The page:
KOTA KINABALU: Sabah MCA Wanita chief Dr Pamela Yong does not believe the Pakatan Harapan government will be able to turn around the country’s finances despite promising to do so.
Yong said many Malaysians today were wondering whether the country’s economy would pick up anytime soon or whether the country’s reserves would continue on the current bleak downward spiral.
“Instead of ushering in 2019 with great hopes for a New Malaysia, foreboding silence and apprehension instead fills the air.
“This is not unexpected as the recent economic forecasts are not bringing much jolly goodwill to the common Malaysian, with many feeling the pinch of the rising cost of living with year-end festivities just around the corner,” she said, in a statement here today.
For example, she said, the ringgit fell further against the US dollar by another 0.047% to 4.1770, in just 24 hours yesterday, adding that it also fell against the Singapore dollar and the Japanese Yen.
“With the continued weakening of the ringgit, the World Bank lowered yet again its gross domestic product (GDP) growth expectation for Malaysia this year to 4.7% from a 4.9% prediction set earlier in October this year.
“So that is not just one but two GDP downgrades in under three months,” Yong said.
She said the bad news continued with the MIDF Amanah Investment Bank Bhd Research reporting on Dec 17 that the foreign outflow of Malaysian equities of Bursa Malaysia widened further to RM314.3 million from RM80.3 million in just seven days.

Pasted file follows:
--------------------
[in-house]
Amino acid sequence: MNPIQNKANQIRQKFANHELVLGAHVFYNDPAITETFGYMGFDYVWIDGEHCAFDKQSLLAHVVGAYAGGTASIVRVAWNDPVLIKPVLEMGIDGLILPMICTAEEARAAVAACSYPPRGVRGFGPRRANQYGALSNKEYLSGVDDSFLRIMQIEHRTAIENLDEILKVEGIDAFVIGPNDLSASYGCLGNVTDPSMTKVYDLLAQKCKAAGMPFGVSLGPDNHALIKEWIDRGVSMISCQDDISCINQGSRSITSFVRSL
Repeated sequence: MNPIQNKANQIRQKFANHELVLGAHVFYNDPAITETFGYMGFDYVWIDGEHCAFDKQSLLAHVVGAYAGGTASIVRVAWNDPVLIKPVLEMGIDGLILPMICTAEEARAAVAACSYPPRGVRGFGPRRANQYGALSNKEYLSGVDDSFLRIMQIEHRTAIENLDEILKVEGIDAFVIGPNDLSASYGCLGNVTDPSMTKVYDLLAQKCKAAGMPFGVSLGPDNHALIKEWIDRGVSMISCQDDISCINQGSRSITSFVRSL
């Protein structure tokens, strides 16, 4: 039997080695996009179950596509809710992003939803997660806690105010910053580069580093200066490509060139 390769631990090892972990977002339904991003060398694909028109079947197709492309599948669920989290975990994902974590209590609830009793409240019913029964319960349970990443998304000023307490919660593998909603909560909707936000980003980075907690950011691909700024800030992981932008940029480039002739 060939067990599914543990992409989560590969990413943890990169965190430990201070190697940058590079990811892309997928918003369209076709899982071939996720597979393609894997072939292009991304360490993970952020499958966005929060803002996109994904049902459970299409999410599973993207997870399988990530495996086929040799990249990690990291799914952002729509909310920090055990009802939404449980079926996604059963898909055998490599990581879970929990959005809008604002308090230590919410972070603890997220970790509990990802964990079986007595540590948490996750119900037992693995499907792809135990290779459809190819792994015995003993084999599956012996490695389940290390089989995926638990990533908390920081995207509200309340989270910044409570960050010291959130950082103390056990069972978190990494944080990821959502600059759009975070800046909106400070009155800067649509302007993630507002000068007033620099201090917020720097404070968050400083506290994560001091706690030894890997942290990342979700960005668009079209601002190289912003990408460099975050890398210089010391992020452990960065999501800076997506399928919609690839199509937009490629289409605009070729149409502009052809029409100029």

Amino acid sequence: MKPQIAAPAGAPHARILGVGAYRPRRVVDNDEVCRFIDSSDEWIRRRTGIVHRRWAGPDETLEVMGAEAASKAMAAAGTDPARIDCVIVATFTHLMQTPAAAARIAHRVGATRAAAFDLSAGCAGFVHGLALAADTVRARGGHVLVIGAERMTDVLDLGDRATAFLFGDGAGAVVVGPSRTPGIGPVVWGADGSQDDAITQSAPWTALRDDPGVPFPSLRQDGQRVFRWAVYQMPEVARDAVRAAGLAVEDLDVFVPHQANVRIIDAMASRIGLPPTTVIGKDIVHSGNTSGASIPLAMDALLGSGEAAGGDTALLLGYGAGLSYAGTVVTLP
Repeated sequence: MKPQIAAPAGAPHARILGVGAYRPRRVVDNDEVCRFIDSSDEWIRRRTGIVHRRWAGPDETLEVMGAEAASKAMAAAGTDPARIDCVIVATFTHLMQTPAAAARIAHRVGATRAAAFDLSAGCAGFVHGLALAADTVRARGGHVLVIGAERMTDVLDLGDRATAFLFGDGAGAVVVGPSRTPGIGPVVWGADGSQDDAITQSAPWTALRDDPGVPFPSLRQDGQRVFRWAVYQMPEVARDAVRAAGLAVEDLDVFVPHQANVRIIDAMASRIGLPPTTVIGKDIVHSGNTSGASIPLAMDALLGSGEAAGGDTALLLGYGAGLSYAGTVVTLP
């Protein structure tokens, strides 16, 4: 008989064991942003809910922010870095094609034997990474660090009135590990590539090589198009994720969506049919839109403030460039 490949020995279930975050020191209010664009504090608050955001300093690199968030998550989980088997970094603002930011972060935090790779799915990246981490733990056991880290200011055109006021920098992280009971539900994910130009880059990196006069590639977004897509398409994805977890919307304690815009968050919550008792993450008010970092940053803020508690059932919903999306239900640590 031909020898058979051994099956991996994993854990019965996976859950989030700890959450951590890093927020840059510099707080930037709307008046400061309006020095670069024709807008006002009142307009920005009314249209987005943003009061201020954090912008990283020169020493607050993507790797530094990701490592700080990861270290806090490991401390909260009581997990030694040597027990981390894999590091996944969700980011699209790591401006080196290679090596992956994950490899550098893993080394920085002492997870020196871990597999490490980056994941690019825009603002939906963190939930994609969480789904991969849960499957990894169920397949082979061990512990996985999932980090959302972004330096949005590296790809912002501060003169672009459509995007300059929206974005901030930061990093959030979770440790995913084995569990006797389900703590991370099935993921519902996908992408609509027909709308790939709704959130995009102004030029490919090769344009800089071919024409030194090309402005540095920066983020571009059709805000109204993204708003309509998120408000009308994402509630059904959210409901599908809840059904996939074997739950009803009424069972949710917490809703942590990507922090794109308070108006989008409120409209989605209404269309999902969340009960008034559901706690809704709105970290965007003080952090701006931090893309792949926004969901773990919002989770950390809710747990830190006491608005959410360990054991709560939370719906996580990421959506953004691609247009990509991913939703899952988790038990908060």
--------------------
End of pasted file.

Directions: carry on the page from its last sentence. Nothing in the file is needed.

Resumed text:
She contended “the doom and gloom” trend in the Malaysian economy might have been a domino effect from the tabling of Budget 2019 by Finance Minister Lim Guan Eng.
This tottered on a deficit and yet sought a one-off special RM30 billion dividend from Petronas’s astute management, she added.
“Immediately following that, Moody’s Investors Service on Nov 8 downgraded Petronas’ ratings outlook from ‘stable’ to ‘negative’ due to its higher dividend payouts to the government,” Yong said.
Moody’s was quoted as saying “the negative outlook on Petronas’s ratings reflects our view that the financial profile of Petronas may deteriorate if the government continues to ask the company to keep dividend payments high, especially so should oil prices decline”.
With Citibank’s price forecast which projected Brent Crude Oil to hover around US$55 to US$65 per barrel, which is substantially below the assumed 2019 Budget price of US$70 per barrel, this certainly did not bode well and posed a risk to the government’s fiscal plans and finances, Yong said.
The “deterioration and the decay” of the Malaysian economy would be inevitable due to the Malaysian government’s dependence on oil-related revenue which had been set at a high 30.2% in Budget 2019 compared with a “very cautious” 20.9% in 2018, and “a realistic” 15% in 2017, she added.
Yong noted that the Brent crude oil price fell to US$56.45 per barrel due to concerns of oversupply yesterday as well.
“Now with the ringgit’s continued depreciation, how will the PH government look upon Petronas to bail out Malaysia’s economy? How will the government make up the shortfall in Petronas’ earnings and keep their Budget 2019 afloat?
“Certainly one cannot be all wrong to suggest that this steady foreign equity outflow and depreciation of the ringgit started when Putrajaya fell to PH on May 9.
“At this juncture, it seems that PH’s hopes of improving the economy, as touted during their GE14 campaign, seem to have failed miserably.
“And ironically this time, it is not a U-turn on one of their promises but rather a U-turn in our economy regressing towards the financial crisis some 20 years ago,” Yong said.